- Given the interconnectedness of the COVID crisis, Ireland has been a consistent and strong advocate for a coherent international response. Ireland was the first country to respond to the WHO COVID-19 Appeal. Through our Embassies in Africa, we have supported UN Resident Coordinators to enable the multilateral system to deliver as one.
- Ireland’s development cooperation in Mozambique, with a budget of €24 million in 2020, focuses on reducing poverty and inequality; improving access to essential services, particularly health and education; and promoting peace and strengthened governance. Ireland has supported the strengthening of Mozambique’s healthcare system since the early 2000s, primarily through the health sector pooled funding mechanism, PROSAÚDE. Since 2014, Ireland’s Health Service Executive and Mozambique’s Ministry of Health have a partnership. This strong track record in strengthening Mozambique’s health system has enabled Ireland to play a leadership role in coordinating international action to support the Government of Mozambique’s COVID response.
- Ireland has provided ongoing support to Mozambique’s peace process since 2018, including through the provision of key technical expertise from the Defence Forces to the Disarmament, Demobilisation and Reintegration (DDR) process. One year after the signing of a historic peace and reconciliation agreement between the Government of Mozambique and opposition party, RENAMO, ten percent of RENAMO combatants have been demobilised and have returned to civilian life, despite the additional challenges to the process caused by the COVID pandemic.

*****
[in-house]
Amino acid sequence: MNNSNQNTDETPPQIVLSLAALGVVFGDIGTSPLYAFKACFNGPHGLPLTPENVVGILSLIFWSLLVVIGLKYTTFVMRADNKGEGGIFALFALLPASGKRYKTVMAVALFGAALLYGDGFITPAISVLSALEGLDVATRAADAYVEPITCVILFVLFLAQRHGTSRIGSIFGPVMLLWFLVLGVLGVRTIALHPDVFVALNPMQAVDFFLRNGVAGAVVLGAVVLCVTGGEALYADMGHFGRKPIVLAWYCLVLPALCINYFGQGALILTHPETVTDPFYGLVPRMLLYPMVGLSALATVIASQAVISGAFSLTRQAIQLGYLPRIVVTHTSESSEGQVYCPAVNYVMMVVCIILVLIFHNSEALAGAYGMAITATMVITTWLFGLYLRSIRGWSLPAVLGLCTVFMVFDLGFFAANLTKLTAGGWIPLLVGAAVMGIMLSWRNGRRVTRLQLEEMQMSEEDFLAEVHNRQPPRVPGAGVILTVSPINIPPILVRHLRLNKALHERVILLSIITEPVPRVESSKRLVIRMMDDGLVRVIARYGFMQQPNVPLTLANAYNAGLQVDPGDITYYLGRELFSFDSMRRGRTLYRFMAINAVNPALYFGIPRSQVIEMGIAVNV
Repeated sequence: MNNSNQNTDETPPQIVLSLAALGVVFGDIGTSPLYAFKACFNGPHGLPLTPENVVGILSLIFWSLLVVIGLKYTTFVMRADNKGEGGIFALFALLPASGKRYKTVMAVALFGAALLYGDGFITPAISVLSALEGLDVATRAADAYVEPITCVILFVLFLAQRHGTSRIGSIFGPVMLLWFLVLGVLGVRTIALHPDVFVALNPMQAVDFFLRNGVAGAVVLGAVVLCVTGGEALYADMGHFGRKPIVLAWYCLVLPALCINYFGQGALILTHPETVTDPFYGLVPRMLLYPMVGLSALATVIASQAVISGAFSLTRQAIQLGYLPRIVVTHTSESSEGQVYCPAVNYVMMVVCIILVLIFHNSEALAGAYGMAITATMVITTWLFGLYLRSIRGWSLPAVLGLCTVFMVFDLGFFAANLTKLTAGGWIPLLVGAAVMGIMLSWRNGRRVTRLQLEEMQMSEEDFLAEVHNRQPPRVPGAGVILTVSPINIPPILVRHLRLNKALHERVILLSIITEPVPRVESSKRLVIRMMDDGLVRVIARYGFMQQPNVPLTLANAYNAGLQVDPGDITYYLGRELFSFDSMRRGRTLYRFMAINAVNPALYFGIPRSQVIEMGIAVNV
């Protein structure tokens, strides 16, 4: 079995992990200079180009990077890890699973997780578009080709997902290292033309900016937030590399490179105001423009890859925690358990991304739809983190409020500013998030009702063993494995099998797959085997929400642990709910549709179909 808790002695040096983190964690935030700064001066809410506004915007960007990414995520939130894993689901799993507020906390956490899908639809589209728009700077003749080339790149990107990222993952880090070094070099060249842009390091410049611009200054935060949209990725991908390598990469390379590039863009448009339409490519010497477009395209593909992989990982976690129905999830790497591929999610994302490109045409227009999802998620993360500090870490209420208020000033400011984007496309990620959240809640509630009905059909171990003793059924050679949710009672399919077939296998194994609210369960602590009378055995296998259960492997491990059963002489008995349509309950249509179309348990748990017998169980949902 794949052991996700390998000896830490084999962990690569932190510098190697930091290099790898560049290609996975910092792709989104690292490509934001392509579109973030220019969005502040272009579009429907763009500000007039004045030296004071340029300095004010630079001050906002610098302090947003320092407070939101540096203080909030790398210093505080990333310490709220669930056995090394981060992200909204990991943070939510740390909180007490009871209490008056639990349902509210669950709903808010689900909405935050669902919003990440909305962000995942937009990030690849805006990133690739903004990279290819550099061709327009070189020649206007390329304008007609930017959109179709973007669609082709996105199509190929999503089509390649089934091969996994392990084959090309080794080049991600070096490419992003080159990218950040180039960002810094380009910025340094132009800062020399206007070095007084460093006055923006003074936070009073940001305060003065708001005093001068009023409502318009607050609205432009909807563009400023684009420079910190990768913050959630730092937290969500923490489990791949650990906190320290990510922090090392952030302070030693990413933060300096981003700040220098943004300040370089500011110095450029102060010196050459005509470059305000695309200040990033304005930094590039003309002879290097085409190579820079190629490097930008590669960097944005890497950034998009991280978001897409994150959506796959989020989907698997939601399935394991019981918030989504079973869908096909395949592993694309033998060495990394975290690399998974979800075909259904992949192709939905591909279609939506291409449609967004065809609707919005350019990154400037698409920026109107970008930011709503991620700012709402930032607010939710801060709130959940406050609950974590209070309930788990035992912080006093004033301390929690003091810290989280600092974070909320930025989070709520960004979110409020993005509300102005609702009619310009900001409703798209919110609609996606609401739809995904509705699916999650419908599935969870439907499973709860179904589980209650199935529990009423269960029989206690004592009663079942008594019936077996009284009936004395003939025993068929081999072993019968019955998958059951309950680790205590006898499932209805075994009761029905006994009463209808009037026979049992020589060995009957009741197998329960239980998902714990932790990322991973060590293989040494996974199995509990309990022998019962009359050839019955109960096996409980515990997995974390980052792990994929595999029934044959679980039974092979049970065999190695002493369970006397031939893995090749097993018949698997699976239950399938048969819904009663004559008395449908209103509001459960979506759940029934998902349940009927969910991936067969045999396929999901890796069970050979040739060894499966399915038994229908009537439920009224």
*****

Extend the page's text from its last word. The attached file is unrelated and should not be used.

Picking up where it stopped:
- In Sierra Leone, Ireland’s development cooperation programme focuses on the empowerment of women and girls, with a budget of €9.6 million in 2020. Ireland is working with UN Women to strengthen gender aspects of the national COVID-19 response plan and with UNFPA to support schools as safe spaces for girls. Ireland has also provided support for awareness raising and hand-washing facilities in schools, and food assistance in COVID treatment centers and for vulnerable households in Sierra Leone. Ireland has provided €1,215,000 to a consortium of Irish NGOs (Concern Worldwide, Trócaire and GOAL Global) for COVID-related humanitarian response as part of Team Europe’s support to Sierra Leone.
- Ireland is also actively engaged on the ground through its Embassy network in supporting the COVID response in Ethiopia, Kenya, Liberia, Malawi, Nigeria, South Africa, Tanzania, Uganda, Zambia and Zimbabwe.
- In 2019-20, Irish officials chaired the ICRC Donor Support Group and, separately, the UN Central Emergency Response Fund, who together helped shape the Global Emergency Response.
- Ireland’s international development policy, ‘A Better World’, is guided by an overarching commitment to reaching the furthest behind first, with a focus on: prioritizing gender equality, reducing humanitarian need, climate action, and strengthening governance.